My friend and I just returned from a week-long trip to Costa Rica, with this book as our only guide. Normally, I use the Lonely Planet series, but I really wanted to give this book a try -- Pauline Frommer seems to embrace authentic, independent travel that I and other Lonely Planet readers enjoy, but I had read somewhere that Latin America wasn't LP's strength, so I was hoping to find a better source and gave this one a chance. Boy, do I regret it!
Let me preface this by saying that there were only TWO incidents that I felt betrayed by the information in this guide. It may seem harsh to dismiss a 400+ page book with only two pieces of information, but the errors were MAJOR and cost us money. I agree with a previous reviewer that prices seemed quite a bit higher now than reported in the book. However, I cut her some slack because a publication date of 2008 means that the research was probably done in 2007, so the data is about 3 years old. But like the previous reviewer, I found rates to be much higher than quoted in the book: one-way bus fare from San Jose to San Isidro quoted as $2.75 when it was actually $5. The schedule had also changed. She did not provide any information on where I might find the latest schedule online, which would have been useful (Google searches yielded nothing comprehensive, so perhaps there is no reliable source). Our local bus ride from San Jose to San Isidro was to connect to Dominical, our destination. She states that we can connect to another bus in San Isidro... but FAILS to mention a CRITICAL fact that the bus station that you arrive in San Isidro is NOT the same bus station as the one that departs San Isidro for Dominical. There are no maps in the book to help you -- if there were, we could have used it to communicate with the locals to get us in the correct direction. We had to ask 6 people for directions to Transportes Blanco, in our broken Spanish, dragging our backpacks and luggage on bumpy sidewalks, in humid, 90+ degree weather. When we finally found the second bus station, the schedule printed in the book was no longer valid, and we sat for 3 hours in the open air bus station for the next bus. But this is the nature of independent travel, I said to my travel companion... She was miserable in the heat, and I felt badly that I chose this book.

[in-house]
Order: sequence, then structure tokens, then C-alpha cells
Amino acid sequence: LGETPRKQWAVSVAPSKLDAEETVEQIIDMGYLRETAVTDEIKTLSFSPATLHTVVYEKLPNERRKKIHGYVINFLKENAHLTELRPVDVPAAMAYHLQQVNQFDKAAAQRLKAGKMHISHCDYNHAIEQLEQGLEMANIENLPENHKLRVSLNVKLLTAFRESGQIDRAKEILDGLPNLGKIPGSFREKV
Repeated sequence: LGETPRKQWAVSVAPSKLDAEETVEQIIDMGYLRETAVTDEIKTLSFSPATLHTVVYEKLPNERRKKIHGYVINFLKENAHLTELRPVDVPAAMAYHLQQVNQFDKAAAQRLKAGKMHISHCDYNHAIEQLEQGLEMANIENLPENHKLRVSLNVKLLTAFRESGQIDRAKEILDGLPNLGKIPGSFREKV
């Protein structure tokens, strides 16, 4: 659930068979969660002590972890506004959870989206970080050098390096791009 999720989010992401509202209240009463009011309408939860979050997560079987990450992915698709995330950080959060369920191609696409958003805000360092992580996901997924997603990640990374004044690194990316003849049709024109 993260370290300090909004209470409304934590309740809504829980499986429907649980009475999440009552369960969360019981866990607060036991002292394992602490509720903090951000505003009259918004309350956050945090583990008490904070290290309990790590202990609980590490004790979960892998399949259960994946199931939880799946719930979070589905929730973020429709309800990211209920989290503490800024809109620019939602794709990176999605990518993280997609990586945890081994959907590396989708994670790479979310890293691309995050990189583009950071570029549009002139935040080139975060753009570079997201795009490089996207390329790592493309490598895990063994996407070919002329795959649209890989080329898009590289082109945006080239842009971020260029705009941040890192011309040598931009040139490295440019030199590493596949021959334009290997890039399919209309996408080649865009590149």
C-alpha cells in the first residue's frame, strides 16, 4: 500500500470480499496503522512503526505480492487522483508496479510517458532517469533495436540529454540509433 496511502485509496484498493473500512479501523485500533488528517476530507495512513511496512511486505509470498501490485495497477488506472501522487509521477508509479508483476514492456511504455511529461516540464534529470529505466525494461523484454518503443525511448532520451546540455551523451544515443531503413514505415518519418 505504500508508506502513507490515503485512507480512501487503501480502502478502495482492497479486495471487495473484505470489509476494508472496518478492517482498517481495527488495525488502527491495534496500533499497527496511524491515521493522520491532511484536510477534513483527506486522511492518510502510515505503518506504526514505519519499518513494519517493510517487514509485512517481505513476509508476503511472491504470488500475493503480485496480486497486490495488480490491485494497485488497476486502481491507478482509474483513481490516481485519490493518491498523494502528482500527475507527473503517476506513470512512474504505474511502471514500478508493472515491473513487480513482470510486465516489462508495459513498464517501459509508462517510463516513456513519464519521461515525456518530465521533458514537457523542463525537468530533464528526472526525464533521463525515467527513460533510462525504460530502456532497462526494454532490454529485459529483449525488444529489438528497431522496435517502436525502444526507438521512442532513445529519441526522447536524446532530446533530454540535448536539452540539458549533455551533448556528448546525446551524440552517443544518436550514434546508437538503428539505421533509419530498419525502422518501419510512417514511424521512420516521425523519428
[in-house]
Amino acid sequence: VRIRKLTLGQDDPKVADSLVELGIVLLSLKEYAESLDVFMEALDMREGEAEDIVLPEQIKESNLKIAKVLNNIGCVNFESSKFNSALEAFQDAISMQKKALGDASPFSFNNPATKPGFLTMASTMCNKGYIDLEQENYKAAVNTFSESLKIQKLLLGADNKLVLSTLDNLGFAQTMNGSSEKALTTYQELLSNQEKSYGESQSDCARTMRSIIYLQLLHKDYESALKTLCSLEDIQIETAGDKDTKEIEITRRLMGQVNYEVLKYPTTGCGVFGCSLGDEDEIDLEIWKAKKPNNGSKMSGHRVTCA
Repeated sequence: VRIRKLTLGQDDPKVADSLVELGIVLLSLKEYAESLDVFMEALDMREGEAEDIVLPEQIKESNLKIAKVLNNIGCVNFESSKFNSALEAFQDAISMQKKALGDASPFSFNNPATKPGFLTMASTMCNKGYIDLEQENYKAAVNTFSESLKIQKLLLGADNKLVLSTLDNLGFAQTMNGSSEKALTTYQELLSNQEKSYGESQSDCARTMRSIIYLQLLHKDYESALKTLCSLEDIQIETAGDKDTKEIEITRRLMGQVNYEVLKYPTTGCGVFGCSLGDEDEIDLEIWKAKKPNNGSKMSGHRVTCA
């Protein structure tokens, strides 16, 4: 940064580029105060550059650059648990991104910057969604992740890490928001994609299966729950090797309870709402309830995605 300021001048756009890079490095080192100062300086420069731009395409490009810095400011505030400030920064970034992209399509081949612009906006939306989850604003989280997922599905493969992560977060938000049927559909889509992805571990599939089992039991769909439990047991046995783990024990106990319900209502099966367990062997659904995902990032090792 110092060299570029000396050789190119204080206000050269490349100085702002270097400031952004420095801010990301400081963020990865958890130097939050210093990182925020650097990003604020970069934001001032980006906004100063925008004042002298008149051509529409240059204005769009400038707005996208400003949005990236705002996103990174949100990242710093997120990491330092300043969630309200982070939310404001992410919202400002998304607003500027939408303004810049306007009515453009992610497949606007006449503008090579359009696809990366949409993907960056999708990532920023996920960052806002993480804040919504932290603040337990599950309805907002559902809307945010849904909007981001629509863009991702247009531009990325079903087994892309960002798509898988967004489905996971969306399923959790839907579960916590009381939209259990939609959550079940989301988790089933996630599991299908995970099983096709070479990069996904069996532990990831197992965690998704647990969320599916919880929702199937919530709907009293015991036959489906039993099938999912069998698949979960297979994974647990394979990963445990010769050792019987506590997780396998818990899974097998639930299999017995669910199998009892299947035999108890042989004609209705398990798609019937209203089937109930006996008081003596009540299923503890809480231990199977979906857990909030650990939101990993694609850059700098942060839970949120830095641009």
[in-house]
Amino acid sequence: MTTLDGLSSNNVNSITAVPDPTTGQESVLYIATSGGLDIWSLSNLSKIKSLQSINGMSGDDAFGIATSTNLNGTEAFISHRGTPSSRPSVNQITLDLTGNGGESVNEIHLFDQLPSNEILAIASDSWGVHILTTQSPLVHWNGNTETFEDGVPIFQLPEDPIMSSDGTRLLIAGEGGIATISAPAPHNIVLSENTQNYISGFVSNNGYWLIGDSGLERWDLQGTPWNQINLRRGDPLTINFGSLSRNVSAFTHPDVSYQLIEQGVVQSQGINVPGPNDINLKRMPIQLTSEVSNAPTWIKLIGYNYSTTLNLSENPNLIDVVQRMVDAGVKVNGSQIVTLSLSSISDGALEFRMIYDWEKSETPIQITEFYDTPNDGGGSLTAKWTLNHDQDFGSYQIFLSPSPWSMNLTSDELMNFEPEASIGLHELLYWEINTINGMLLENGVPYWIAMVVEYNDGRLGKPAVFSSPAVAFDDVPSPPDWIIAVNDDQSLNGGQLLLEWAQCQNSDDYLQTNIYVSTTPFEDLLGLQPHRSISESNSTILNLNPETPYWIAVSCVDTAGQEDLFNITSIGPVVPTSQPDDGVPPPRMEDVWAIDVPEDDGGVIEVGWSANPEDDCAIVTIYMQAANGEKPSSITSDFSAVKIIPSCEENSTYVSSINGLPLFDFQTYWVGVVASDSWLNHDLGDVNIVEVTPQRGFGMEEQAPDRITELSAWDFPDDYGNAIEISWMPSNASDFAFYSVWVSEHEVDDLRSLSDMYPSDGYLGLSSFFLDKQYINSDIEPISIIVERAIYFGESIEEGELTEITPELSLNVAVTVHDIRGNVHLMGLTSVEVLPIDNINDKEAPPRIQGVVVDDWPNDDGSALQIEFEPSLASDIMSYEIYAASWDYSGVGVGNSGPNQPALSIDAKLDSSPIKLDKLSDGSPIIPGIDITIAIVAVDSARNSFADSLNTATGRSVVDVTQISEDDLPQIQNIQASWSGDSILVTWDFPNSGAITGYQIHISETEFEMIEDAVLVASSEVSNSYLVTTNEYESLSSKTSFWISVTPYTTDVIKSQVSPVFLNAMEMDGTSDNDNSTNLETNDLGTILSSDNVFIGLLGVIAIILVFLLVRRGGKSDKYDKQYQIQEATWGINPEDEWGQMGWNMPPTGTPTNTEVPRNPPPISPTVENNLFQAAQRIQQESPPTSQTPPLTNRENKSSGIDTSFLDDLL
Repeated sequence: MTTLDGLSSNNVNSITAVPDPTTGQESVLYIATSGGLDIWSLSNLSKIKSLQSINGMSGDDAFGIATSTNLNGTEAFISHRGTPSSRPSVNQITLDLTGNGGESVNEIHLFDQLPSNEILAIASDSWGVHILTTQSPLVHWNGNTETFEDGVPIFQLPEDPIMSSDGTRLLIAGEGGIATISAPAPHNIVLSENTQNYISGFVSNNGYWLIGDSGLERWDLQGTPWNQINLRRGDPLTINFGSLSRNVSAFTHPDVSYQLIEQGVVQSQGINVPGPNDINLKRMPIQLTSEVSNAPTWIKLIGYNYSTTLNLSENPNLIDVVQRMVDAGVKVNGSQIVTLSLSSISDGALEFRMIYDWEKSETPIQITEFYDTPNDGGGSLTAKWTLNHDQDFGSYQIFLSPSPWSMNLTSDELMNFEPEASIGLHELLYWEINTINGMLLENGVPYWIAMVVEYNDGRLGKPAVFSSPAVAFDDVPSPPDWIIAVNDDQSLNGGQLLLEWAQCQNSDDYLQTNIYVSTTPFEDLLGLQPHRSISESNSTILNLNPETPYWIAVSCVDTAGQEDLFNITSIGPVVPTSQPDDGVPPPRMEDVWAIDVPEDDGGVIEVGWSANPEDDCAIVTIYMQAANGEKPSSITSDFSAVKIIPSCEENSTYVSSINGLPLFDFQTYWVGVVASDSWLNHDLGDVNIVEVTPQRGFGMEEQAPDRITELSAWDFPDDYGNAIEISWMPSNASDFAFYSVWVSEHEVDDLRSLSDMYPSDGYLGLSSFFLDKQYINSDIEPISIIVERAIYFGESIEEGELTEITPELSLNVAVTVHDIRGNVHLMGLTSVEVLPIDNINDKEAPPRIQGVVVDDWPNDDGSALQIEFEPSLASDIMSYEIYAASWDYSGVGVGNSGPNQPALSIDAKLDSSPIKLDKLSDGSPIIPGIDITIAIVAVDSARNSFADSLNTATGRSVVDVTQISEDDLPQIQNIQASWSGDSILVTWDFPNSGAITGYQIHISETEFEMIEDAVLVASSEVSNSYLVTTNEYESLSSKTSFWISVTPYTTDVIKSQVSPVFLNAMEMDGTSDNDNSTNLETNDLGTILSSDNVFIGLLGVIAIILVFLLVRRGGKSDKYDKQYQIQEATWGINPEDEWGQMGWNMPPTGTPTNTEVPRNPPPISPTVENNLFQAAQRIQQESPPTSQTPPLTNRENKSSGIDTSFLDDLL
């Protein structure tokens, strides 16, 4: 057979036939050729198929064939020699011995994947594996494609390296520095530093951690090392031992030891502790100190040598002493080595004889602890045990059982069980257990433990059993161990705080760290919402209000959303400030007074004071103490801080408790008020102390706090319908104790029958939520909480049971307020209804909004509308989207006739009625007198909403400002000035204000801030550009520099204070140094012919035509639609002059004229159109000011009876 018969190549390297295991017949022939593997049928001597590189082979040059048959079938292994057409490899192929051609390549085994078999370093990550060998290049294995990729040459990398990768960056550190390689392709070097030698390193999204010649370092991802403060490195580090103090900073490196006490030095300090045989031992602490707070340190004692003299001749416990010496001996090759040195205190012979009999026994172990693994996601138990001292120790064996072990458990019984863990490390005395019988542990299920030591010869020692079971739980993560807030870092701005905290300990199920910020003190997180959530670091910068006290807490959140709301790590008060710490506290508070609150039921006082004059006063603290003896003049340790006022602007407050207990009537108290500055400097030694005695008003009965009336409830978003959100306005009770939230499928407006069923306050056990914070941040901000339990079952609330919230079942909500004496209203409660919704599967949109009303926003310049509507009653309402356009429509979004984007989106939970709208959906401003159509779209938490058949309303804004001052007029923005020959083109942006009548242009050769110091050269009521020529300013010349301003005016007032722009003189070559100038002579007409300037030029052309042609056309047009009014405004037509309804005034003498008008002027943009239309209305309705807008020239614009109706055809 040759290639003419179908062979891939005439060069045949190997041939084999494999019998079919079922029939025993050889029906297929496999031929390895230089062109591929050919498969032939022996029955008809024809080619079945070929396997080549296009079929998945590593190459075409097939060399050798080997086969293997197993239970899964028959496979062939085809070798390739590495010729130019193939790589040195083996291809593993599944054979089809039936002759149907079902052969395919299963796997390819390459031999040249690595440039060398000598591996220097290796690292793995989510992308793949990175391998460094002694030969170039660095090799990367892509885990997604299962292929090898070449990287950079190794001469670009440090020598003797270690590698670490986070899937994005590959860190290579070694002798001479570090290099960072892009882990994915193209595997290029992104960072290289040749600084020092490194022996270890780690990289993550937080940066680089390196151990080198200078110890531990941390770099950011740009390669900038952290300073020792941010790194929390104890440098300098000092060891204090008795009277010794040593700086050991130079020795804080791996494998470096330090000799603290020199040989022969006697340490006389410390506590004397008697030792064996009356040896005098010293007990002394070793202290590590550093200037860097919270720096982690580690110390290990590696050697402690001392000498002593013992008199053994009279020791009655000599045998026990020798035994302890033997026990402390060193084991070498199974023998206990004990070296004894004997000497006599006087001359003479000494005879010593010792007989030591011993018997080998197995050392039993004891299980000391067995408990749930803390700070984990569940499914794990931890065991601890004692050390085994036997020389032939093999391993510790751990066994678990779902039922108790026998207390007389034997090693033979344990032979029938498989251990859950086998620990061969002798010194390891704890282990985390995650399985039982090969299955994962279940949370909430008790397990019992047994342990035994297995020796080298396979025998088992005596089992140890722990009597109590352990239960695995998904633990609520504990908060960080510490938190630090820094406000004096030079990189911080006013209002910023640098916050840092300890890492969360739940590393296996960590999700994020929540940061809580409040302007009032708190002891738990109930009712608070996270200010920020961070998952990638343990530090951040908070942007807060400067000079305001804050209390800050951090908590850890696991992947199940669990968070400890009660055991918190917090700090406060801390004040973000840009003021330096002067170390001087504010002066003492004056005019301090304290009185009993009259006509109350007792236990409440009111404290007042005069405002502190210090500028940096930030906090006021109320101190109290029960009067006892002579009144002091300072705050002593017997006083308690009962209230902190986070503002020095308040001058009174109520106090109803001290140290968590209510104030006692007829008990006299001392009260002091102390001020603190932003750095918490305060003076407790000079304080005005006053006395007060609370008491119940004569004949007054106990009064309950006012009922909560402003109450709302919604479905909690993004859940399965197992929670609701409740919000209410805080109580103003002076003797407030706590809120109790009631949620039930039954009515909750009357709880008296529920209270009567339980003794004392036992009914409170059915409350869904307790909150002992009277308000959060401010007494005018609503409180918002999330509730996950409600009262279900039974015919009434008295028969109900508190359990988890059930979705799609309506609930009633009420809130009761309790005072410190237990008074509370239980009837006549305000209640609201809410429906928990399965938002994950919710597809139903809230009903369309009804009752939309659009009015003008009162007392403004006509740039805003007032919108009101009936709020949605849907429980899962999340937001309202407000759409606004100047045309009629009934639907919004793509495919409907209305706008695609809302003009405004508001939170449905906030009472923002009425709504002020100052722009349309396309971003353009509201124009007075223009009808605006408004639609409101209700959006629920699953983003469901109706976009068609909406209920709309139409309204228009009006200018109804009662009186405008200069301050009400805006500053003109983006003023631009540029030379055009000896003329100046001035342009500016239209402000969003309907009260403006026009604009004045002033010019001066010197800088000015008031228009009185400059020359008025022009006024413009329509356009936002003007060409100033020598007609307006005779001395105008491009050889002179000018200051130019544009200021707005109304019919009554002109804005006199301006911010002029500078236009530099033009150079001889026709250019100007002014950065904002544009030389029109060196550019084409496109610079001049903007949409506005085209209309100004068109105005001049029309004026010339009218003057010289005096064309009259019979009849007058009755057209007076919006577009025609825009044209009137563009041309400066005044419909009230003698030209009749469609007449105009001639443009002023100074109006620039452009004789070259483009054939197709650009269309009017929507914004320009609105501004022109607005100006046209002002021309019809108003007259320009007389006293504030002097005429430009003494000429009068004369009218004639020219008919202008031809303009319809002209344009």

After arriving in Dominical, we found the lodging prices had gone up dramatically... which I expected. We enjoyed a few days in this town before deciding to head up to Manuel Antonio National Park, Costa Rica's most visited national park. Our dive shop staff said that he thinks Manuel Antonio is closed on Monday, but perhaps it had changed. Oh no, I said, my book says that it's open daily, from 7am to 4pm! I added, I know that this park is very popular with locals also, so we're going on Monday to avoid the weekend crowd. his is why we buy guide books, so we can do research ahead of time, instead of just show up like some backpackers do. We took a $5 bus to Quepos, spent more on a guest house than we did anywhere else, and set our alarms to wake up at 6am to hit the park right as it opened. After taking a local bus to Manuel Antonio, we found that the park is CLOSED on Mondays. It has been closed on Mondays for as long as anyone can remember. So why would this guide say, in more than one place, that the single most visited national park is OPEN DAILY when it's not!? Our flight back to the U.S. was on Tuesday, so my friend missed the treasures of Manuel Antonio completely (I visited in 2003 on my first trip to Costa Rica). We were very unhappy. To add insult to injury, we got swindled on our bus ticket from Manuel Antonio to San Jose -- what should have been a $4 fare was quoted to me as $15, but because all the other prices in the book were wrong, I didn't think much of it and paid the fare. It seems that the "official" ticket agent pocketed the $22 difference on the two tickets. Again, this is not the author's fault, but had we known that Manuel Antonio National Park was closed on Monday, we wouldn't have gone there at all. The book's error cost us a day and half that we could have spent surfing and scuba diving, and over $50 in unnecessary transportation.
I will never buy a Pauline Frommer guide again, and stick with the trusty Lonely Planet series. Not only does Lonely Planet provide publisher updates online, users can also report changes/errors/omissions. Also, they have many, many street maps in their books, which Pauline Frommer's guide does not. If you are an independent traveler looking for a single book to use as your primary source of information, I would not recommend this book.